2044: Ultrasonic and Cytologic Evaluation of the Thyroid Gland in Golden Retriever Dogs
Grant Status: Closed
Project SummaryUltrasound evaluation of the thyroid gland was performed in healthy, hypothyroid, and euthyroid Golden Retriever dogs with nonthyroidal illness (NTI) to determine the diagnostic usefulness of ultrasound for differentiating between euthyroid and hypothyroid dogs. Thirty-six healthy, 11 hypothyroid, and 35 euthyroid dogs with NTI were evaluated. Each thyroid lobe was examined ultrasonographically for size, shape, echogenicity, and homogeneity. Thyroid lobe volume was estimated by using the equation for an ellipsoid: pi/6(length X height x width). No differences were found between healthy dogs and euthyroid dogs with NTI. In the majority of euthyroid dogs, the thyroid lobes were fusiform and triangular in shape in longitudinal and transverse planes, respectively. The thyroid capsule appeared smooth. The thyroid parenchyma had a homogeneous echogenic pattern and usually was hyperechoic or isoechoic compared with the surrounding musculature. Ultrasound findings in hypothyroid dogs were more variable, including a greater frequency of round to oval-shaped thyroid lobes in the transverse imaging plane (P < .05), hypoechogenicity of the thyroid parenchyma compared with surrounding musculature (P < .001), and a decrease in the size and volume of the thyroid lobes and total volume of the thyroid gland (P < .05) compared with euthyroid dogs. Other findings in hypothyroid dogs included an irregular surface to the thyroid capsule, a heterogeneous pattern to the thyroid parenchyma, and differences in the echogenic pattern between the left and right thyroid lobes. Results suggest that determination of thyroid size and volume by ultrasound may be a useful adjunctive test for differentiating between hypothyroid and euthyroid dogs with NTI.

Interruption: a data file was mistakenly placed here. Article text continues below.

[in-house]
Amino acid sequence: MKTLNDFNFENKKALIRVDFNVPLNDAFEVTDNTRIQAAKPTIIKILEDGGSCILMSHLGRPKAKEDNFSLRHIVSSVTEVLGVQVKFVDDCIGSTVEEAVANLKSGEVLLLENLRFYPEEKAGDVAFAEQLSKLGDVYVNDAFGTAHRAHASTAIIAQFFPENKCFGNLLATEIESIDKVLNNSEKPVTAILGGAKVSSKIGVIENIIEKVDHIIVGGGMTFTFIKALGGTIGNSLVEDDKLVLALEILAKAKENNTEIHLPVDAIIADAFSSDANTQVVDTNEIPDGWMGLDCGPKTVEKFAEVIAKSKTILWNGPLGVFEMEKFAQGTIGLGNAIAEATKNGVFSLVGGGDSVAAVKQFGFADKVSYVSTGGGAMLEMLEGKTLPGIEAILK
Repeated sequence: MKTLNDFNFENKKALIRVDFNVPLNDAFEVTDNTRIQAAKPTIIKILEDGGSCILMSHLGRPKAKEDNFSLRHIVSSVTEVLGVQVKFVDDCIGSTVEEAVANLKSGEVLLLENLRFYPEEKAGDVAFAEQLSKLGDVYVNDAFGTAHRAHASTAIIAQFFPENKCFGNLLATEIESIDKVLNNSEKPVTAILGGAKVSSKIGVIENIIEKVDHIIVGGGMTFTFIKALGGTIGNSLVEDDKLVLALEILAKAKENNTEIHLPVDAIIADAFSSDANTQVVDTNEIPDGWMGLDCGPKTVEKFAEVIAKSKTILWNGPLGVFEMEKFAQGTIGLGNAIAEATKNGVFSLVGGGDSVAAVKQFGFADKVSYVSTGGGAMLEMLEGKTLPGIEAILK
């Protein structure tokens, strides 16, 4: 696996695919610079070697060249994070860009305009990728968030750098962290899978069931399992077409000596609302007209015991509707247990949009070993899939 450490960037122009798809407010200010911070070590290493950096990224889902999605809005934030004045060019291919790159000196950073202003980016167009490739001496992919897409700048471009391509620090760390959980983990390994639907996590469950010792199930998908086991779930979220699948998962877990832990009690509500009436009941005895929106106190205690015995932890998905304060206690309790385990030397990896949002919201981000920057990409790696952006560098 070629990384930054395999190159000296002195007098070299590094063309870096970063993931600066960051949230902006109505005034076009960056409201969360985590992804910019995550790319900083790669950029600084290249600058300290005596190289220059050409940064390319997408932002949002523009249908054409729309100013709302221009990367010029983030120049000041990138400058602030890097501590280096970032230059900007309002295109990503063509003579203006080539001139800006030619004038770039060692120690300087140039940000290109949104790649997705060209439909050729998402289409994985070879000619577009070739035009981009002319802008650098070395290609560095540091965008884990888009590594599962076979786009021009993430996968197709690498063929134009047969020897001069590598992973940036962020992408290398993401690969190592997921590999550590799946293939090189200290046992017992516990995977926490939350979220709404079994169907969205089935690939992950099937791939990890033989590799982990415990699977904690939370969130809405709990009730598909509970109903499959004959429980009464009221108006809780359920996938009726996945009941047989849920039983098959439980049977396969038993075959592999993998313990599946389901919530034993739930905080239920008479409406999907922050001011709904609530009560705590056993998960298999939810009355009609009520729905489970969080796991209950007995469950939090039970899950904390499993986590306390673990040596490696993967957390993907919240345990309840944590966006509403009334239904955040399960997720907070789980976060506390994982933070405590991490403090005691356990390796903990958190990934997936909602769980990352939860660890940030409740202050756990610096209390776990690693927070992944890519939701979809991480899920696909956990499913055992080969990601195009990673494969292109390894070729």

Publication(s)- Br�mel C, Pollard RE, Kass PH, et al. Ultrasonographic Evaluation of the Thyroid Gland in Healthy, Hypothyroid, and Euthyroid Golden Retrievers with Nonthyroidal Illness. Journal of Veterinary Internal Medicine 2005;19:499-506.
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